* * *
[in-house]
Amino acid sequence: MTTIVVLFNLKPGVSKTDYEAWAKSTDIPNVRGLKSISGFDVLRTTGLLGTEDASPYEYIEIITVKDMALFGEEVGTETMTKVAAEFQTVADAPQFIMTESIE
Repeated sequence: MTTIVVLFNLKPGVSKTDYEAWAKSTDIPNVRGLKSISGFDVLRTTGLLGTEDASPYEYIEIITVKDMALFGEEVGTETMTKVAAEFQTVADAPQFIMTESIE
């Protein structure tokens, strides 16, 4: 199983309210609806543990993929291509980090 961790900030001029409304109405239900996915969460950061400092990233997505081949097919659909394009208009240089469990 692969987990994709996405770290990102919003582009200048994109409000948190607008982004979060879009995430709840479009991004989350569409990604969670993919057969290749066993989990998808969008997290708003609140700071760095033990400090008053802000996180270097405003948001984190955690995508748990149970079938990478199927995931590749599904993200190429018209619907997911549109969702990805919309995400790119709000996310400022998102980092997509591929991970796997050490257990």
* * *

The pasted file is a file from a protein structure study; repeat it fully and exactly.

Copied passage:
[in-house]
Amino acid sequence: MTTIVVLFNLKPGVSKTDYEAWAKSTDIPNVRGLKSISGFDVLRTTGLLGTEDASPYEYIEIITVKDMALFGEEVGTETMTKVAAEFQTVADAPQFIMTESIE
Repeated sequence: MTTIVVLFNLKPGVSKTDYEAWAKSTDIPNVRGLKSISGFDVLRTTGLLGTEDASPYEYIEIITVKDMALFGEEVGTETMTKVAAEFQTVADAPQFIMTESIE
């Protein structure tokens, strides 16, 4: 199983309210609806543990993929291509980090 961790900030001029409304109405239900996915969460950061400092990233997505081949097919659909394009208009240089469990 692969987990994709996405770290990102919003582009200048994109409000948190607008982004979060879009995430709840479009991004989350569409990604969670993919057969290749066993989990998808969008997290708003609140700071760095033990400090008053802000996180270097405003948001984190955690995508748990149970079938990478199927995931590749599904993200190429018209619907997911549109969702990805919309995400790119709000996310400022998102980092997509591929991970796997050490257990």